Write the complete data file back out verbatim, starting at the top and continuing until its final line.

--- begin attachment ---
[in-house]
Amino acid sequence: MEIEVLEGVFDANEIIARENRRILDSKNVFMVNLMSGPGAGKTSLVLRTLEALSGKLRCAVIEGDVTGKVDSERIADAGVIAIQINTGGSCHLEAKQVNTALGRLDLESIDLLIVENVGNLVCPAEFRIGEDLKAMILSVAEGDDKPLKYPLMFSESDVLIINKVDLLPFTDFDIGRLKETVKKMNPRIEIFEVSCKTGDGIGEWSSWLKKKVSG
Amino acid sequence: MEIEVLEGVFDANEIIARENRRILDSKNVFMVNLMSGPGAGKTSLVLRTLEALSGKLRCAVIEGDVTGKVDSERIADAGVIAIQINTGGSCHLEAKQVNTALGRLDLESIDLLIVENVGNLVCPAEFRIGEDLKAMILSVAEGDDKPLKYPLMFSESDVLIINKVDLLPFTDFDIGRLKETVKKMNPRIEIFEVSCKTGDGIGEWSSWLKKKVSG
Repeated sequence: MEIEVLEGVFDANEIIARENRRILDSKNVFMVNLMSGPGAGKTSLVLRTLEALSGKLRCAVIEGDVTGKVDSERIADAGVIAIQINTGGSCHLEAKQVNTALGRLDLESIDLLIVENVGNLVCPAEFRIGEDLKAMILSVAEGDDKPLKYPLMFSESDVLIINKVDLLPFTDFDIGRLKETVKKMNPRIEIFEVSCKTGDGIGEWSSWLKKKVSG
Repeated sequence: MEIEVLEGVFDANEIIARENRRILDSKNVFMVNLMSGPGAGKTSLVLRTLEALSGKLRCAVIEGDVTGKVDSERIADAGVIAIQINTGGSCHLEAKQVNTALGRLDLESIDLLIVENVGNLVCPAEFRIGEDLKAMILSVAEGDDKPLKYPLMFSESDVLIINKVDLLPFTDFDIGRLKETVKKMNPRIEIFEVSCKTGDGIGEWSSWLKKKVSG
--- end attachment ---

[in-house]
Amino acid sequence: MEIEVLEGVFDANEIIARENRRILDSKNVFMVNLMSGPGAGKTSLVLRTLEALSGKLRCAVIEGDVTGKVDSERIADAGVIAIQINTGGSCHLEAKQVNTALGRLDLESIDLLIVENVGNLVCPAEFRIGEDLKAMILSVAEGDDKPLKYPLMFSESDVLIINKVDLLPFTDFDIGRLKETVKKMNPRIEIFEVSCKTGDGIGEWSSWLKKKVSG
Amino acid sequence: MEIEVLEGVFDANEIIARENRRILDSKNVFMVNLMSGPGAGKTSLVLRTLEALSGKLRCAVIEGDVTGKVDSERIADAGVIAIQINTGGSCHLEAKQVNTALGRLDLESIDLLIVENVGNLVCPAEFRIGEDLKAMILSVAEGDDKPLKYPLMFSESDVLIINKVDLLPFTDFDIGRLKETVKKMNPRIEIFEVSCKTGDGIGEWSSWLKKKVSG
Repeated sequence: MEIEVLEGVFDANEIIARENRRILDSKNVFMVNLMSGPGAGKTSLVLRTLEALSGKLRCAVIEGDVTGKVDSERIADAGVIAIQINTGGSCHLEAKQVNTALGRLDLESIDLLIVENVGNLVCPAEFRIGEDLKAMILSVAEGDDKPLKYPLMFSESDVLIINKVDLLPFTDFDIGRLKETVKKMNPRIEIFEVSCKTGDGIGEWSSWLKKKVSG
Repeated sequence: MEIEVLEGVFDANEIIARENRRILDSKNVFMVNLMSGPGAGKTSLVLRTLEALSGKLRCAVIEGDVTGKVDSERIADAGVIAIQINTGGSCHLEAKQVNTALGRLDLESIDLLIVENVGNLVCPAEFRIGEDLKAMILSVAEGDDKPLKYPLMFSESDVLIINKVDLLPFTDFDIGRLKETVKKMNPRIEIFEVSCKTGDGIGEWSSWLKKKVSG